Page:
More importantly, nobody has the time to interview dozen of developers. So a massive filtering will occur just for the interview. Your primary objective is to pass that very strict filter and be in the first selection, just like you want to be in the first page of a google search. You want to give your prospective colleague the chance to meet you. In addition to all the tips specified above here are some that are usually overlooked.
You solve problems, you don't create them
First if you have a technological blog, participate in developer communities, wrote a programmer’s book, or all of the above, that’s something you want to specify on the first page of your resume. This will give you extra bonus points and many recruiters, especially if they have an IT background, will give lot of value to that.
Secondly, the company wants to know how you will help them solve their problem. The best way to show you are the guy they need is to write a short description of the problem you solved for each experience listed. Don’t limit yourself to describe what you did, but write why and how.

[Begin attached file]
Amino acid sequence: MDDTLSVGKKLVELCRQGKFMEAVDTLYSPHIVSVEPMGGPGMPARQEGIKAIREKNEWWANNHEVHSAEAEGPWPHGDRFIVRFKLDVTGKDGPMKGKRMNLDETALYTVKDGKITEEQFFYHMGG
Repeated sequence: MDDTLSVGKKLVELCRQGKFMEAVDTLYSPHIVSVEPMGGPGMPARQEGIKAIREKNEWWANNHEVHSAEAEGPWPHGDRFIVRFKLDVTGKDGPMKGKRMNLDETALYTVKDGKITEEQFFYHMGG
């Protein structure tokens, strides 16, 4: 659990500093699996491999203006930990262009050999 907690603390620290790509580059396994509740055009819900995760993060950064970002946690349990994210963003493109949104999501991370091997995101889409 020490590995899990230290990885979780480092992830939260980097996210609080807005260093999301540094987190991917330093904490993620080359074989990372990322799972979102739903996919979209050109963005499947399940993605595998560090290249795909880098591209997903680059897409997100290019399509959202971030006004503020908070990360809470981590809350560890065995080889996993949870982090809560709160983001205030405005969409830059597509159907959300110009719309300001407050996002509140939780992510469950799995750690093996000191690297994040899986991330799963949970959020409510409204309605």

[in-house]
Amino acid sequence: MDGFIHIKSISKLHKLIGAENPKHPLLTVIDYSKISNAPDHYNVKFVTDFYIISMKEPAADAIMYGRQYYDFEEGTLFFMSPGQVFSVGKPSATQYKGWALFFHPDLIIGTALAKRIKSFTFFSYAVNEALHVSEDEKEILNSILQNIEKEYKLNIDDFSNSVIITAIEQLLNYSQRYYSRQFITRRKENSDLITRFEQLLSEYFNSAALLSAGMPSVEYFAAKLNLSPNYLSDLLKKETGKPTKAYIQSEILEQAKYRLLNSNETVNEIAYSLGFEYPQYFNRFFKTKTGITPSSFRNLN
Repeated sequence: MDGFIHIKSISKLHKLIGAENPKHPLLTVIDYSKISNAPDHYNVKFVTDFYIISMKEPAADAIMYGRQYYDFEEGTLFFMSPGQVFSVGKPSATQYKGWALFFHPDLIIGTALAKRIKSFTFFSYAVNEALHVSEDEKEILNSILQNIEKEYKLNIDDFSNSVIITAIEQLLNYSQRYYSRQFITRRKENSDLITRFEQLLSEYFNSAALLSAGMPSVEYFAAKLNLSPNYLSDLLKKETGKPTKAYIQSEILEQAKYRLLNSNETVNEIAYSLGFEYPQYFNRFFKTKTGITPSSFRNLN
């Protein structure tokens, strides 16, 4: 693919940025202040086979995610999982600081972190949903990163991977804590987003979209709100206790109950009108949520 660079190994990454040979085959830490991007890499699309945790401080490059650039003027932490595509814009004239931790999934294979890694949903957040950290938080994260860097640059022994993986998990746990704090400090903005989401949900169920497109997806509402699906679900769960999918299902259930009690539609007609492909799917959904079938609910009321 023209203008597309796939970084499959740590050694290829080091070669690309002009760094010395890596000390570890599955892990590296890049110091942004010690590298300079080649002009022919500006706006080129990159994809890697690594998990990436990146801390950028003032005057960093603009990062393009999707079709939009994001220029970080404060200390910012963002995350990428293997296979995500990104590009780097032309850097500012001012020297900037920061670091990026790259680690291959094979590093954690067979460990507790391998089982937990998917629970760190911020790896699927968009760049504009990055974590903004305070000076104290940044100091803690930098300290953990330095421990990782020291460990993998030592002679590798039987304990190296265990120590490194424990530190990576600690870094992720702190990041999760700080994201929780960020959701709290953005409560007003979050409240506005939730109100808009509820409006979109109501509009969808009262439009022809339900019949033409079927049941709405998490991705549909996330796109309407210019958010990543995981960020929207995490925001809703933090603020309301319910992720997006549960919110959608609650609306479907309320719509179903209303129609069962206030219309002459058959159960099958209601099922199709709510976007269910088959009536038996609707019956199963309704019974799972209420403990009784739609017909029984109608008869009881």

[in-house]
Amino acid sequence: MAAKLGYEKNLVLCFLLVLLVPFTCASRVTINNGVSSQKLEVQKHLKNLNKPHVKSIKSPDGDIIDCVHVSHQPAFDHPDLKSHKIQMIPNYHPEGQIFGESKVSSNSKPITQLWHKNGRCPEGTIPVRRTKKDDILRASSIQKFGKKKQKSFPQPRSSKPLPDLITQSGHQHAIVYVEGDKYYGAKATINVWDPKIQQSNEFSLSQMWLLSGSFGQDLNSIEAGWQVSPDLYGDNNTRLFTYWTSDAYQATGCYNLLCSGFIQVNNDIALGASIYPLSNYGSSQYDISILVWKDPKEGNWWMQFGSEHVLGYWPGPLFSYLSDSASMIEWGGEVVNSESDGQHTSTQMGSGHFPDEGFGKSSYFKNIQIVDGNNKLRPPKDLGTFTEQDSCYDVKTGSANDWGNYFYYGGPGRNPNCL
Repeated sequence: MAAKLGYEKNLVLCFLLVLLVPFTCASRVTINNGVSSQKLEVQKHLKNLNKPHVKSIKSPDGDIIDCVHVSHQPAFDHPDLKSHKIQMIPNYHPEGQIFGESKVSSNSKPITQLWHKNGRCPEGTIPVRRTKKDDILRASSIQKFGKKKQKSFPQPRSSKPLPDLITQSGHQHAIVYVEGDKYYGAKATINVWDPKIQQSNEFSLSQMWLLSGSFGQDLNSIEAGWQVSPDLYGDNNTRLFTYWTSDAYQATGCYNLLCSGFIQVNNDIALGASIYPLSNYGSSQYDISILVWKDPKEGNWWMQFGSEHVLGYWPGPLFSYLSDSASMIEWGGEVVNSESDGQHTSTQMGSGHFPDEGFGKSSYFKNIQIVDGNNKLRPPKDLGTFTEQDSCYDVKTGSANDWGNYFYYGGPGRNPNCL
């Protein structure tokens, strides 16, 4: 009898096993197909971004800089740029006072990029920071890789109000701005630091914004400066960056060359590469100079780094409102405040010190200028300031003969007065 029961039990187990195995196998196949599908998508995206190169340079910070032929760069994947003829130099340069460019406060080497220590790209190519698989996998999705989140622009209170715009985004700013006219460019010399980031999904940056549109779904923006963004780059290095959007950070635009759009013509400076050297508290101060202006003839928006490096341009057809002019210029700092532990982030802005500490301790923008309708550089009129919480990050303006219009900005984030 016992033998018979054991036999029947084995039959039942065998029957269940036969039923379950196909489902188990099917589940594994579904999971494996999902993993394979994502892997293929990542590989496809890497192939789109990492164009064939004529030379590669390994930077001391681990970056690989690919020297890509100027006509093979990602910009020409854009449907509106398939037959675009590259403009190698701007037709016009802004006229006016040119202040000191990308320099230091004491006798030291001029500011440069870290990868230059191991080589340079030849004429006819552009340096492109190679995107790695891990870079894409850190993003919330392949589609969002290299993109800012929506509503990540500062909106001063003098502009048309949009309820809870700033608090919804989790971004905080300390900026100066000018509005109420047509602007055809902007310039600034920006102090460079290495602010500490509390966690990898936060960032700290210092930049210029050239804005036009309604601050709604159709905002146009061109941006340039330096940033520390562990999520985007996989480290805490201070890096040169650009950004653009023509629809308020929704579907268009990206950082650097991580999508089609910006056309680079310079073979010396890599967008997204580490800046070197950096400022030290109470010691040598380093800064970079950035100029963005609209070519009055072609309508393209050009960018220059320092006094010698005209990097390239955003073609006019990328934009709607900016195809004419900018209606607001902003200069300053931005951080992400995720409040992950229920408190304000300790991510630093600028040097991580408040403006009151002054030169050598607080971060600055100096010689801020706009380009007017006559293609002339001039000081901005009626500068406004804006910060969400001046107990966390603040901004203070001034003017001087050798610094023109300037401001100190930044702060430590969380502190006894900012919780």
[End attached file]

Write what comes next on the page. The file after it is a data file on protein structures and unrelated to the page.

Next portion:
I developed a new backend system for their e-commerce website using ASP.NET and SQL Server.
How boring! Instead put yourself in the shoes of the recruiter and write something like:
Developed their new backend system allowing agents to process an increased number of orders and provided them with tools to improve communication with their customers. Facing aggressive deadlines & heavy pressure we heavily relied on extreme programming and scrum. We exploited the possibilities of ASP.NET & SQL Server to the limit.
Of course, everything you write must be true. You will have already read on the many other resources about building a great CV that telling the truth is the golden rule.
The texts above have been invented for this article, but having worked on these with dozens of developers, it’s generally possible to get amazing descriptions just by thinking a bit. By extension, be sure to avoid giving unnecessary facts. By removing useless information, you free up some space to put what is relevant to your future employer.